Apple looks set to introduce its long-awaited iTunes music download service for Windows users on 16 October at a special event in San Francisco.
The event's invitation reads: "The year's biggest music story is about to get even bigger." The invite features Apple's familiar icon for its service and its iPod — a silhouetted figure on a coloured background holding an iPod.
The company launched its iTunes Music Store for Mac on 28 April. Since then, information disclosed by the company shows it to be selling approximately 500,000 tunes each week.
Apple's success in delivering a Mac-only service was prelude to the debut of an ever-increasing assortment of varying Windows-only services. These include BuyMusic.com, MusicMatch and Roxio's forthcoming Napster 2.0 service.
While Needham analyst Charles Wolf estimates the online music distribution market could be worth US$3 billion (about £2.4bn) accounting for about 15 percent of the existing music market, the industry is shaping up to be extremely competitive.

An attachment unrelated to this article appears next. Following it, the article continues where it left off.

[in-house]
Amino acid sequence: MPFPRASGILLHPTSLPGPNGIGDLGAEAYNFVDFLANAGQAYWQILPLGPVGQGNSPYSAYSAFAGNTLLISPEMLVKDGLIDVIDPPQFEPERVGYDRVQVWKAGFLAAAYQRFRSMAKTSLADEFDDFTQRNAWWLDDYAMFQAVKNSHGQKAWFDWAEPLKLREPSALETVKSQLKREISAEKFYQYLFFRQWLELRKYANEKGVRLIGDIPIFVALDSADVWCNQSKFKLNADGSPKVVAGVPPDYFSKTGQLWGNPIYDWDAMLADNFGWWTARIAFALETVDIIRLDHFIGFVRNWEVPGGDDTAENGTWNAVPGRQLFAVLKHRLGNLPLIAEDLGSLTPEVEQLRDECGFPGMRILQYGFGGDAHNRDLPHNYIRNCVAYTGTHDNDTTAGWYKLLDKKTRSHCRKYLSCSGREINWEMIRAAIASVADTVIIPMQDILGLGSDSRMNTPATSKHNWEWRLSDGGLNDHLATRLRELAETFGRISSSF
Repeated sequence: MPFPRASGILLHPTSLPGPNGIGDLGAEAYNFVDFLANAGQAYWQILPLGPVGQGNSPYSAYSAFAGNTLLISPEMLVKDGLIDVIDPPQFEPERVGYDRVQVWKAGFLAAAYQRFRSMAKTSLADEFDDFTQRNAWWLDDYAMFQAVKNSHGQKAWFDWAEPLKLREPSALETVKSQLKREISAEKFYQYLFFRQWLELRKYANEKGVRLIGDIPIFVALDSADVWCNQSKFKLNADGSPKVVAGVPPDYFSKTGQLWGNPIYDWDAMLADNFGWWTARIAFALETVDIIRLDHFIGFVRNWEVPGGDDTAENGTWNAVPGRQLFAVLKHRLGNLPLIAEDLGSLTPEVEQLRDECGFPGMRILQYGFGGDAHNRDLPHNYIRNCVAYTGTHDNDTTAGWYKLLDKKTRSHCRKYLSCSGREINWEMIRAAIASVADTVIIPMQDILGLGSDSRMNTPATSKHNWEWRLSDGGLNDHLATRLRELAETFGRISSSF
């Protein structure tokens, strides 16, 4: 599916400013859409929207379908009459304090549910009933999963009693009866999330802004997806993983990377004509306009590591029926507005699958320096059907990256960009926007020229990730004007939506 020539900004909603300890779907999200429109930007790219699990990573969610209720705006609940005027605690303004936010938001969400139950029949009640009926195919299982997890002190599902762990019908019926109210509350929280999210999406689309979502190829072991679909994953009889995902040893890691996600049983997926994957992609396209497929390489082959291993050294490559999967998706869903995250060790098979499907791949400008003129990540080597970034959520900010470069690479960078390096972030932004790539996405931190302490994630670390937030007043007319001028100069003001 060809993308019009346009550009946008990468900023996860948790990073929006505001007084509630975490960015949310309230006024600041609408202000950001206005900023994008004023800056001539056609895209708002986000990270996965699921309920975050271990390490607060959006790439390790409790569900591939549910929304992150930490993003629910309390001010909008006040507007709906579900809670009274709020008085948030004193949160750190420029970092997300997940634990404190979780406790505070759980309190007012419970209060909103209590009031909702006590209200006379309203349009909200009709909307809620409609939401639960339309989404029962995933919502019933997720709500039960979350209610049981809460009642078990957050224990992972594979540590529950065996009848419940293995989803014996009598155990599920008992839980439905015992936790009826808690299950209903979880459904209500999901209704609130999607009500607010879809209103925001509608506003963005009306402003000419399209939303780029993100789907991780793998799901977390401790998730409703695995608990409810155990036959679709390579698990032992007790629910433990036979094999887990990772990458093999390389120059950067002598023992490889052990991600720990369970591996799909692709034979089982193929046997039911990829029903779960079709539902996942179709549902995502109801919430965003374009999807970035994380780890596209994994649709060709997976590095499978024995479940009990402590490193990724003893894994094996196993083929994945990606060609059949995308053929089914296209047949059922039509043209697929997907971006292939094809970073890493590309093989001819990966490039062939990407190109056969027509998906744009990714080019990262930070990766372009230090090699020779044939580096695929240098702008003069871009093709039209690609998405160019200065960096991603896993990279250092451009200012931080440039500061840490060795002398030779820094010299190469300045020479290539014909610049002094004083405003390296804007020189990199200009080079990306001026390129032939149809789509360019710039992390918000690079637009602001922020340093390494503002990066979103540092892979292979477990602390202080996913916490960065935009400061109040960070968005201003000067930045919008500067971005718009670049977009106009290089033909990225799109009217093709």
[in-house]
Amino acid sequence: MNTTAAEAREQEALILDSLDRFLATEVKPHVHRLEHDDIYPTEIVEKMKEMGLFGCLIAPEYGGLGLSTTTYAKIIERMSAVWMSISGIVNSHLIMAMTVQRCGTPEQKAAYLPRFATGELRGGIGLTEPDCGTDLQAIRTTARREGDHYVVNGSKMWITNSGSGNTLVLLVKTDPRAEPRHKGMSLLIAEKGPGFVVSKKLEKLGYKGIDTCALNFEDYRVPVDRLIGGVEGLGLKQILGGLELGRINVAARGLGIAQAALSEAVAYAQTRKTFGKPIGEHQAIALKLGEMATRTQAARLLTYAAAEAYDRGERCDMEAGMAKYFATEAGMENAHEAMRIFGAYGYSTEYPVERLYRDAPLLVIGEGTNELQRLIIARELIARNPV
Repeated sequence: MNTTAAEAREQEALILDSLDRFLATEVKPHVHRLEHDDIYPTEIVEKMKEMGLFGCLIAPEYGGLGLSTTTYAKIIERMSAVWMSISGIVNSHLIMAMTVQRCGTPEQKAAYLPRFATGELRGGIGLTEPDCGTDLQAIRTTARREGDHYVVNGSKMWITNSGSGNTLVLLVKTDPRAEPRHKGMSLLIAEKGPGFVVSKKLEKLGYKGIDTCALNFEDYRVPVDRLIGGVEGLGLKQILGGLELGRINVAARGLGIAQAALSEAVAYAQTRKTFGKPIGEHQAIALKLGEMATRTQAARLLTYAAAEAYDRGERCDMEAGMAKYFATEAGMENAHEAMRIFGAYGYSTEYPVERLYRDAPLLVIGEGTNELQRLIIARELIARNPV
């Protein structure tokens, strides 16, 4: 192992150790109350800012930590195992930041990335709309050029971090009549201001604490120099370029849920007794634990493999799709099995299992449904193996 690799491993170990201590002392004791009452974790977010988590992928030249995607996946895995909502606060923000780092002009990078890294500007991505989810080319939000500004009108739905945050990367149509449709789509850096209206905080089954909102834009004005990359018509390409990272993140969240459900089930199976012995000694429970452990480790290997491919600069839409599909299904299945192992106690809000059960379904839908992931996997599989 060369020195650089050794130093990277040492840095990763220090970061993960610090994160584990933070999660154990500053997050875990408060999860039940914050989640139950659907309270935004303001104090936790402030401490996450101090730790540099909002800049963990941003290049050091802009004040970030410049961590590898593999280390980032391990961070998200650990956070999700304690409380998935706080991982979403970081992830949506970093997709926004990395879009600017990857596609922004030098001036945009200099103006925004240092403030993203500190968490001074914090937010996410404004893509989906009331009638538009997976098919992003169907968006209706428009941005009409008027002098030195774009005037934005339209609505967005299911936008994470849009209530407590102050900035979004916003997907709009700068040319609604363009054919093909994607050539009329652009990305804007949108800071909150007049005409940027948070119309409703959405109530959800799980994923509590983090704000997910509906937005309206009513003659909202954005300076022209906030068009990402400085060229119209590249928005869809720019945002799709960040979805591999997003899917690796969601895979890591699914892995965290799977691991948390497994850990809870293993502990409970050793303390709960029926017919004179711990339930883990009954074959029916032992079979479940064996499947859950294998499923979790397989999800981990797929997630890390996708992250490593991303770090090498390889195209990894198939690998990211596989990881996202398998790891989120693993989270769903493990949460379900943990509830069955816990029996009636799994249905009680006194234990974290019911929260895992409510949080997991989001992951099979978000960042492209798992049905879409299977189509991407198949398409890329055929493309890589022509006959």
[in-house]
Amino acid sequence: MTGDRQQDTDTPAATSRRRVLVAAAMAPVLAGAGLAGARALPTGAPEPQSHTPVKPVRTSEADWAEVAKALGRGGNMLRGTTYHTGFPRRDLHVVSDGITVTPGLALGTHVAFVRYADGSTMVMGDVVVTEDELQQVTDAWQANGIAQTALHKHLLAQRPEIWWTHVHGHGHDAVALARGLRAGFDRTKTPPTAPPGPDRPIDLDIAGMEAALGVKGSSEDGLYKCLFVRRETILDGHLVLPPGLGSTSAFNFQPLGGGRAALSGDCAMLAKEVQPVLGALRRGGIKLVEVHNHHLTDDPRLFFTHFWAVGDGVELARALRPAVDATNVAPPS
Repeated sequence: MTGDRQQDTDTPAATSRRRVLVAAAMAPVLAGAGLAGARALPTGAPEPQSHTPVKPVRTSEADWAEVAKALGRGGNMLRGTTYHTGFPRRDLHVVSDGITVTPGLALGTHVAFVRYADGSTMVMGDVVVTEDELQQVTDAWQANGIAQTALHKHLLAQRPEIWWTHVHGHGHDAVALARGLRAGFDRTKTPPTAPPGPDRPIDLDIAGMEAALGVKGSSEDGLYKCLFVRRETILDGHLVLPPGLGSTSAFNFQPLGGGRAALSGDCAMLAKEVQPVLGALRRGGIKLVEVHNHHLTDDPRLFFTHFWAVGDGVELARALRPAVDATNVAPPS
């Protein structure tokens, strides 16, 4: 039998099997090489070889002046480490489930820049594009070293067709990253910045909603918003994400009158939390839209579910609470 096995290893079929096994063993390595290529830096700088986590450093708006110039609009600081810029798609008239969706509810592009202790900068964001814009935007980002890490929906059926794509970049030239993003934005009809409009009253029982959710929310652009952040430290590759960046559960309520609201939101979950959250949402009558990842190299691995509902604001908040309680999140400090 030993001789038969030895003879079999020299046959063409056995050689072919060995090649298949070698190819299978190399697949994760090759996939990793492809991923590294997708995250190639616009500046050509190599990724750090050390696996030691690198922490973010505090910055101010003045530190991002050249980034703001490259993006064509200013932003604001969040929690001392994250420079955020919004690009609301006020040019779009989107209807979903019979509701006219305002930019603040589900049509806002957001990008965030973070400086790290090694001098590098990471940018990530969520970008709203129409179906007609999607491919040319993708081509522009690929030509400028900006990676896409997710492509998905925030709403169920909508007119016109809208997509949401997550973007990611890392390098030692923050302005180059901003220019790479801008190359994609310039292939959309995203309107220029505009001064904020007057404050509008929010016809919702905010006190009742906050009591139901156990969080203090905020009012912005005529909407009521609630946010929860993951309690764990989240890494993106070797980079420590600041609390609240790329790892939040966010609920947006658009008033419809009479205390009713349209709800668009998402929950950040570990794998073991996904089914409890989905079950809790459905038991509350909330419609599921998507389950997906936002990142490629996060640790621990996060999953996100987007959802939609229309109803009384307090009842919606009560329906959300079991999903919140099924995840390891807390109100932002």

Profit margins are also slight, with comapnies making an estimated 20p on every £1, from which they must pay maintenance, administration and other charges. Wolf said that at a profit of under $0.10 (about 5 pence) per song, the market doesn't represent a major profit opportunity for Apple.
Apple's true advantage in the current market is that its service works on Macs, unlike its competitors. This means it has a guaranteed base income and market from which to operate. In competitive terms, this offers Apple a market advantage. Its other advantage is the popularity of its iPod MP3 player.
The company has consistently said its strategy in the market is to help generate more iPod sales. Apple Chief Financial Officer Fred Anderson has called it a "Trojan horse" to help boost sales of the product, which is also available for Windows.
Apple hopes to beef-up Mac sales by encouraging Windows-based iPod and iTunes users to switch.